Burglary Plague Transforms Home Security Industry into a $5 Billion-a-Year Business

By Leckey, Andrew A. | THE JOURNAL RECORD, October 1, 1987 | Go to article overview

Burglary Plague Transforms Home Security Industry into a $5 Billion-a-Year Business


Leckey, Andrew A., THE JOURNAL RECORD


Burglary, unfortunately, is ``in'' in our modern society. An estimated one of every 14 U.S. households will suffer a break-in of some kind this year.

Such worrisome statistics have rapidly transformed the home security industry into a $5 billion-a-year business, with homeowners typically spending $1,000 and up for each home system.

Because more than 12,000 security companies are competing in this industry that's expanding at a 15-percent annual clip, it's hardly surprising that some are less than reputable.

``The alarm industry still doesn't have a lot of hard-and-fast standards, so be aware that you'll run into some undesirable participants with no ethics,'' warned Lee Jones, president of Support Services Group of San Marcos, Calif., a security consulting firm.

He recommends checking first with your local police department to find out if the security company you're considering for a home system has a good track record in your community for installing quality systems.

``Ask the alarm company for a customer list and select out of that list five of its customers to ask how well their system operates,'' advised Robert A. Bonifas, president of the National Burglar and Fire Alarm Association, a national trade group. ``Be warned that some companies come on with an advertising splash, make big money and then disappear to another area within five years.''

The basic installation is a closed-circuit loop system consisting of magnetic contacts on doors and windows. An intrusion sets off an alarm or bell heard inside and outside the home. There's also a choice of added interior protection special screens; pressure mats; photoelectric beams; and ultrasonic, infrared and microwave systems.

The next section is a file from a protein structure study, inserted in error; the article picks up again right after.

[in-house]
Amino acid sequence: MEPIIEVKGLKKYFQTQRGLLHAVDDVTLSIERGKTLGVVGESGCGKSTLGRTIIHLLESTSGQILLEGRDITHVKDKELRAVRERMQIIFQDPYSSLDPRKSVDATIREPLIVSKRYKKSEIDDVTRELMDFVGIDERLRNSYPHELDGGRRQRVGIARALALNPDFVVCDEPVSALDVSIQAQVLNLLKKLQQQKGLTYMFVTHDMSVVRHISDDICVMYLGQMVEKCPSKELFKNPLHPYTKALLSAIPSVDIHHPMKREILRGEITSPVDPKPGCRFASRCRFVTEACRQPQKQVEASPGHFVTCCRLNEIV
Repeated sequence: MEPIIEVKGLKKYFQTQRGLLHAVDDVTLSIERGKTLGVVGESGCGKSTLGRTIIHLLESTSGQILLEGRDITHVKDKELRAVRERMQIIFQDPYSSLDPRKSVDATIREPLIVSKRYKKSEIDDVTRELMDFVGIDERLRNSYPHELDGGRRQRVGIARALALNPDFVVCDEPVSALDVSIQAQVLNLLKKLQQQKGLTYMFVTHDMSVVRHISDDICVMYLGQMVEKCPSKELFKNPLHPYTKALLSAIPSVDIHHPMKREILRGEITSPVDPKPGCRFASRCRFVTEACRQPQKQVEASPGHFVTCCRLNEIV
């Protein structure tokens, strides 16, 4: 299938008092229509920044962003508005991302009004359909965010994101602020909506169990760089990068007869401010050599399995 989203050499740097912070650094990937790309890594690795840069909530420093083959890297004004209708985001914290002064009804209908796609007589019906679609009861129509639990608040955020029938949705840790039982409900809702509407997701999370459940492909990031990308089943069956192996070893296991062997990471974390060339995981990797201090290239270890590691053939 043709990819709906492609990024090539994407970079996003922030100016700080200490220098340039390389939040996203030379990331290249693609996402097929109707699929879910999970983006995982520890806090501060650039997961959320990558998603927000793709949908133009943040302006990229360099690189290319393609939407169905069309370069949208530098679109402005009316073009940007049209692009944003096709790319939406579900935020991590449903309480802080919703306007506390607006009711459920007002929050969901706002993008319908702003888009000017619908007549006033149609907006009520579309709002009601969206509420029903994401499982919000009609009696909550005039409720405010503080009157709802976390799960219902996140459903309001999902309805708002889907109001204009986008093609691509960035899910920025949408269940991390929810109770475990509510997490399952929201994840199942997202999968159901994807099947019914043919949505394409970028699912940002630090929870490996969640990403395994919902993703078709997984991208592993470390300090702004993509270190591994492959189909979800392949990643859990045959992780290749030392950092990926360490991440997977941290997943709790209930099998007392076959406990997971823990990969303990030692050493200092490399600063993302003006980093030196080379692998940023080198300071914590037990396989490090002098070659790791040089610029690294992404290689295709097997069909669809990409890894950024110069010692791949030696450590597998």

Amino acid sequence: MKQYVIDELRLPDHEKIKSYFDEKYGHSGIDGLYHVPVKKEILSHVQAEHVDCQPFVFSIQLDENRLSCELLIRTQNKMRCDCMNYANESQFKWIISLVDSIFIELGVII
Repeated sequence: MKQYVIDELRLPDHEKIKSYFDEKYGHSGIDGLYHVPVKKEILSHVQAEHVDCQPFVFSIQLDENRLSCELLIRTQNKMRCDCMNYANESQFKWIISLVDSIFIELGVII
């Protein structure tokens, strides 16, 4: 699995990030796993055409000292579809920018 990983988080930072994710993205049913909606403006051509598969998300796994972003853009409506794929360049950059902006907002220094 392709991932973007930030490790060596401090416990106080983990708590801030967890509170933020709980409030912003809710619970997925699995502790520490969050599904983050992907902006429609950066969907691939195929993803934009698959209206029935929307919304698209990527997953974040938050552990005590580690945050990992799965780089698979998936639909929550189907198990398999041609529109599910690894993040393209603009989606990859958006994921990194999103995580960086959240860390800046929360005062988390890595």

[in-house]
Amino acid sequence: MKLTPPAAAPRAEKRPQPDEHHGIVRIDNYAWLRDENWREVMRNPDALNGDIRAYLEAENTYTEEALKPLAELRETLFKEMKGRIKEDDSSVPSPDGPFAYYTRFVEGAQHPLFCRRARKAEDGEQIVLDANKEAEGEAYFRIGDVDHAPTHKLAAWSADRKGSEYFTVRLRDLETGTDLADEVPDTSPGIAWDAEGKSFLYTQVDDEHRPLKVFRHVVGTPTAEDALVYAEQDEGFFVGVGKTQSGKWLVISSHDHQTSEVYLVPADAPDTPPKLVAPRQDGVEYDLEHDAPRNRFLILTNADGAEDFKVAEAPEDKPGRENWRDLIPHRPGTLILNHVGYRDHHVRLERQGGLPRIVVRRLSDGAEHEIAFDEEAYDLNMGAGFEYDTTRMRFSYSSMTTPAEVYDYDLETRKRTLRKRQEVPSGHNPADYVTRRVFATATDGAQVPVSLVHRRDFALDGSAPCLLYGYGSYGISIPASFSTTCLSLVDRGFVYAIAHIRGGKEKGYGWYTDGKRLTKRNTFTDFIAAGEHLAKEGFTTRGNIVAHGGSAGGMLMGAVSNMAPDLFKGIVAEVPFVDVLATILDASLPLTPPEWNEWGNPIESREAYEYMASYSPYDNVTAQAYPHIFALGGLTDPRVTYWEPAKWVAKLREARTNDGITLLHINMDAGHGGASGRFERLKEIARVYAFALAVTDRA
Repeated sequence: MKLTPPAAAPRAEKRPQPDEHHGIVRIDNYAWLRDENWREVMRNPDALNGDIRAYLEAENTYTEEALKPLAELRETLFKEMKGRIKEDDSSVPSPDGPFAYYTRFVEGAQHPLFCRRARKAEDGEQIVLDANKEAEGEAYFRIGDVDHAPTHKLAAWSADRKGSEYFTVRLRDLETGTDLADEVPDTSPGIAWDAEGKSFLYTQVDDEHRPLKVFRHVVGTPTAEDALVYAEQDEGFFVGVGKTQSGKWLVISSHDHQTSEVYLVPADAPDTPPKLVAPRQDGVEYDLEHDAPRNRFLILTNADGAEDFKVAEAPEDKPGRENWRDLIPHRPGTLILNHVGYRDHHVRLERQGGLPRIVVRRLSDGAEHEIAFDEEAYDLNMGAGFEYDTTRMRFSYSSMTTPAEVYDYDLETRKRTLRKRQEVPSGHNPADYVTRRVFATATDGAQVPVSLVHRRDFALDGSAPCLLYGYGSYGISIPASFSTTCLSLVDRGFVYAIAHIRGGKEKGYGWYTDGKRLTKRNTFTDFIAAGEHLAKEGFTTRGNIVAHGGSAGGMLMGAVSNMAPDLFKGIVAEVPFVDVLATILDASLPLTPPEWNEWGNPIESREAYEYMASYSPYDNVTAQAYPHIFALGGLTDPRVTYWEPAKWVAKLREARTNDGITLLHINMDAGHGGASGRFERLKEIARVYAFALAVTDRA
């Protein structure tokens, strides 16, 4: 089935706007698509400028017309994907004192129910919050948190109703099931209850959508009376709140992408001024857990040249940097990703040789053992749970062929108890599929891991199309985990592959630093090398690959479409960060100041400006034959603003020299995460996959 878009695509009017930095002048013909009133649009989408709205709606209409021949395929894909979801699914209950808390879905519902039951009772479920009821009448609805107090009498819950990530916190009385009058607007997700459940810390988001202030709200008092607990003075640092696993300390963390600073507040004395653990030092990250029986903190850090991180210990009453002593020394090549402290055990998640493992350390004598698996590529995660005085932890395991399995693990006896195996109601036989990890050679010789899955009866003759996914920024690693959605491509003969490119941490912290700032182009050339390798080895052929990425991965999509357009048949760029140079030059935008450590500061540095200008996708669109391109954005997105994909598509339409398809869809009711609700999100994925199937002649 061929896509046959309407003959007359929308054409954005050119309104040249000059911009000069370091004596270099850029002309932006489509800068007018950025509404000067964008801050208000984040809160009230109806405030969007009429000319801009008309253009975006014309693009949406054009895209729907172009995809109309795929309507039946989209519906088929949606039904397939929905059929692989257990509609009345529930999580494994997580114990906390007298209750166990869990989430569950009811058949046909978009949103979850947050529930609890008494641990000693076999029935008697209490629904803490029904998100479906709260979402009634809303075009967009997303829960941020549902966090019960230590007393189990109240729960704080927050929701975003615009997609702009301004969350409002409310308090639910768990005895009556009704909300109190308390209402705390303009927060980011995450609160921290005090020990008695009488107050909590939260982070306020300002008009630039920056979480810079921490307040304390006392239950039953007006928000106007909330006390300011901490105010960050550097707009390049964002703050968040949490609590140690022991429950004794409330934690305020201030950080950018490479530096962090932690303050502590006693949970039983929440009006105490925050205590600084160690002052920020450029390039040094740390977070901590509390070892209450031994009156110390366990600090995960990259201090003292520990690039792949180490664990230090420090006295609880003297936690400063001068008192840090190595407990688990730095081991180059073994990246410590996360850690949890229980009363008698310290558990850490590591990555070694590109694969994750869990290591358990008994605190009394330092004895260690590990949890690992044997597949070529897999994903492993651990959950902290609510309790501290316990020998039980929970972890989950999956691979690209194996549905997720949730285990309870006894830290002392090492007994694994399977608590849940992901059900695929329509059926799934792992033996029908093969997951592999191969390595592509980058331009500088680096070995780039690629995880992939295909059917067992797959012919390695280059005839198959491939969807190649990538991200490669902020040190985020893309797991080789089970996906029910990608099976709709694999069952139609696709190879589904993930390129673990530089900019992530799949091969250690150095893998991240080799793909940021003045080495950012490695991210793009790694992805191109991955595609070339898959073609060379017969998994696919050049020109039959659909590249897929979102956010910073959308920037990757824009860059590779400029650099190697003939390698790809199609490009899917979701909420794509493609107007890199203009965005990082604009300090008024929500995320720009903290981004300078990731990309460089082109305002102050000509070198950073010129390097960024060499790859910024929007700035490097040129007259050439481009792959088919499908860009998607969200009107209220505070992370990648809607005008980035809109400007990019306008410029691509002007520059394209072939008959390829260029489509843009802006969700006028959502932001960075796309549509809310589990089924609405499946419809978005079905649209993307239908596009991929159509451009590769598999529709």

There are also more elaborate - and more expensive - central reporting alarms that send a signal either to an alarm company central station or the local police department. Many companies will install a combination of the buzzer system and the central alarm. In addition, a fire alarm system is often installed along with the burglar alarm.

``The most modern security systems that use microcomputers are more geared to the resident than in the past, when you could only turn systems on or off,'' said Steven I. …

The rest of this article is only available to active members of Questia

Sign up now for a free, 1-day trial and receive full access to:

  • Questia's entire collection
  • Automatic bibliography creation
  • More helpful research tools like notes, citations, and highlights
  • Ad-free environment

Already a member? Log in now.

Notes for this article

Add a new note
If you are trying to select text to create highlights or citations, remember that you must now click or tap on the first word, and then click or tap on the last word.
One moment ...
Default project is now your active project.
Project items